RESEARCH TRIANGLE PARK – The region’s transportation agencies are seeking feedback ahead of revising the transportation plan known as the 2050 Metropolitan Transportation Plan (MTP) that will identify and inform transportation projects throughout the next 30 years.

The Capital Area Metropolitan Planning Organization, or CAMPO, and the Durham-Chapel Hill-Carrboro Metropolitan Planning Organization, or DCHC MPO, want your input.

The organizations are asking for  feedback in multiple formats, including an online survey or the submission of comments, with further details available online.

There also will be two online public information sessions on Aug. 19.  (Learn more online:

“The mobility in our region is important as we continue to grow. How we grow, and when, is what will drive our mobility needs,” said Shelby Powell, deputy director, Capital Area Metropolitan Planning Organization, in an interview with WRAL TechWire.  “If there is a dependable transportation network that offers options to people on how to get where they need or want to go, that is a good thing in terms of attracting jobs and residents in the area.”

Powell added that too much traffic congestion would likely affect the perceived and experienced quality of life for people living and working in the region, and would contribute to damage to the environment from increased vehicular emissions.

“The traffic forecasts take into account the land use we’re expecting in the Triangle, the number of people we’re expecting to move here, and generally where those people will likely live and work,” said Powell, describing the process.  “This helps us determine how people will get to those jobs – by car or by transit or by walking or biking.”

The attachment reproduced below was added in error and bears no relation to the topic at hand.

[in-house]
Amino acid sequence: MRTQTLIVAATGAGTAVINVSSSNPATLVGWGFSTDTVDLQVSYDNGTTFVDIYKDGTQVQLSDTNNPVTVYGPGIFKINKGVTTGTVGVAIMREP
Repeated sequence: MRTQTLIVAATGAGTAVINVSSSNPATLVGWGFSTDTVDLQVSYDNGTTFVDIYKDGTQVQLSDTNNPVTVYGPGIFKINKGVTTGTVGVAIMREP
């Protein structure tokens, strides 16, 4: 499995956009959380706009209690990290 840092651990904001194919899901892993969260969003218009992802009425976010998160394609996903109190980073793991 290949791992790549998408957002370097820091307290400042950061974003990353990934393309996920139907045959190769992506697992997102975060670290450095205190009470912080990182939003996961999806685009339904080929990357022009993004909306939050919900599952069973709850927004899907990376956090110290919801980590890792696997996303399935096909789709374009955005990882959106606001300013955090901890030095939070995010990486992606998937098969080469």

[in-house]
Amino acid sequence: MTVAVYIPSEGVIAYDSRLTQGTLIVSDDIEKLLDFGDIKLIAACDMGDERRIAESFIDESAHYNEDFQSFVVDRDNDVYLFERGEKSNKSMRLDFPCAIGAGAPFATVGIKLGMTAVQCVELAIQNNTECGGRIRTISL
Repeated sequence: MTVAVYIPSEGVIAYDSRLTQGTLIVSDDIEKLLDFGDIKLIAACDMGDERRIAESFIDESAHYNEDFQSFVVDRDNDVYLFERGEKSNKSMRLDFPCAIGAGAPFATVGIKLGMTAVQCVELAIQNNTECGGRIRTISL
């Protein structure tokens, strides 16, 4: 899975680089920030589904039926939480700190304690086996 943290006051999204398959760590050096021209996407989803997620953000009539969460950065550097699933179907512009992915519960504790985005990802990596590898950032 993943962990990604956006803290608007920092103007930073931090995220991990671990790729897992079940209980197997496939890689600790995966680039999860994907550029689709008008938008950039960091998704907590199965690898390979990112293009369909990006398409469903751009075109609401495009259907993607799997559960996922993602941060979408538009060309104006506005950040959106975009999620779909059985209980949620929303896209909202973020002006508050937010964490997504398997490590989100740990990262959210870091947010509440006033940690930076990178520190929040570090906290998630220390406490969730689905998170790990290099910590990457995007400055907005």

Powell noted that these traffic forecasts demonstrate that if improvements are not made, many roads will have unacceptable levels of congestion by 2050.

That’s one of the reasons why the two organizations are collaborating to form one plan, to include highway, transit, rail, bicycle, pedestrian, and other transportation projects across the greater Triangle area necessary for completion through 2050.

The process began nearly a year ago, and now the organizations are asking for feedback based on three forecasted scenarios the organizations developed using a software program and data from the U.S. Census Bureau, the North Carolina State Office of Planning, and local data from regional towns and counties, as well as historical travel trend data from the North Carolina Department of Transportation, on-board transit and travel behavior surveys, and big data sources, said Powell.

The three scenarios display “what it would look like if we took different levels of investment and applied it to different sets of transportation projects,” said Powell, which is also asking for feedback on the trade-offs that occur between the scenarios.

“In order for the region to thrive, people need to be able to have a reliable method to travel to and from work, school, shopping and recreational opportunities that exist here,” said Powell.  “The long-range plan will serve the current and expected job locations and houses, but also direct some of the future development through transit stations, routes and service, roadway widenings, and bicycle and sidewalk policies.”

According to Powell, the regional plan is updated every four years, and this is the latest iteration.

Feedback can be submitted online through Aug. 27. After receiving feedback, a draft plan will be developed and public input solicited, with anticipated approval by in December, Powell said.

“We will then have to go through the process of making sure the transportation network we are planning for is consistent with air quality goals and rules, and then a final plan with all air quality conformity confirmation will be adopted in February 2022,” said Powell.